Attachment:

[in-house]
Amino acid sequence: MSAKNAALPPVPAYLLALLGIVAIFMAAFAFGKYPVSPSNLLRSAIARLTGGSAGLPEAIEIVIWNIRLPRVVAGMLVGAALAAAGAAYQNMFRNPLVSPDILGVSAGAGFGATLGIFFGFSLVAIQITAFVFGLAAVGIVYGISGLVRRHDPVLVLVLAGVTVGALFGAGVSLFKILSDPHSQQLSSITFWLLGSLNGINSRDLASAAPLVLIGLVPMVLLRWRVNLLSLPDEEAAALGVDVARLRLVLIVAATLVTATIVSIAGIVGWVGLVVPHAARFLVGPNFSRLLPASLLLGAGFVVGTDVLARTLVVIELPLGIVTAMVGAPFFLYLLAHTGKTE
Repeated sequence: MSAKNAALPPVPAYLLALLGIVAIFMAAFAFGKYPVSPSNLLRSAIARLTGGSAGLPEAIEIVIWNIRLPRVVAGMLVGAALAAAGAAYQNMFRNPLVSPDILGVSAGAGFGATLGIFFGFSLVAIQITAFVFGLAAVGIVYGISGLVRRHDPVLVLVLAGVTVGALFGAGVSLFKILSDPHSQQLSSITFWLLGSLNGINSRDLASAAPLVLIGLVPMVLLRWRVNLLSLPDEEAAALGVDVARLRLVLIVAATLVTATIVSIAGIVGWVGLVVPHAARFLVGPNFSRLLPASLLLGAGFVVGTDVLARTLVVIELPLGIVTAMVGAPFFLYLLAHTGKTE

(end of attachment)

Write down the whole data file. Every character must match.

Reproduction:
[in-house]
Amino acid sequence: MSAKNAALPPVPAYLLALLGIVAIFMAAFAFGKYPVSPSNLLRSAIARLTGGSAGLPEAIEIVIWNIRLPRVVAGMLVGAALAAAGAAYQNMFRNPLVSPDILGVSAGAGFGATLGIFFGFSLVAIQITAFVFGLAAVGIVYGISGLVRRHDPVLVLVLAGVTVGALFGAGVSLFKILSDPHSQQLSSITFWLLGSLNGINSRDLASAAPLVLIGLVPMVLLRWRVNLLSLPDEEAAALGVDVARLRLVLIVAATLVTATIVSIAGIVGWVGLVVPHAARFLVGPNFSRLLPASLLLGAGFVVGTDVLARTLVVIELPLGIVTAMVGAPFFLYLLAHTGKTE
Repeated sequence: MSAKNAALPPVPAYLLALLGIVAIFMAAFAFGKYPVSPSNLLRSAIARLTGGSAGLPEAIEIVIWNIRLPRVVAGMLVGAALAAAGAAYQNMFRNPLVSPDILGVSAGAGFGATLGIFFGFSLVAIQITAFVFGLAAVGIVYGISGLVRRHDPVLVLVLAGVTVGALFGAGVSLFKILSDPHSQQLSSITFWLLGSLNGINSRDLASAAPLVLIGLVPMVLLRWRVNLLSLPDEEAAALGVDVARLRLVLIVAATLVTATIVSIAGIVGWVGLVVPHAARFLVGPNFSRLLPASLLLGAGFVVGTDVLARTLVVIELPLGIVTAMVGAPFFLYLLAHTGKTE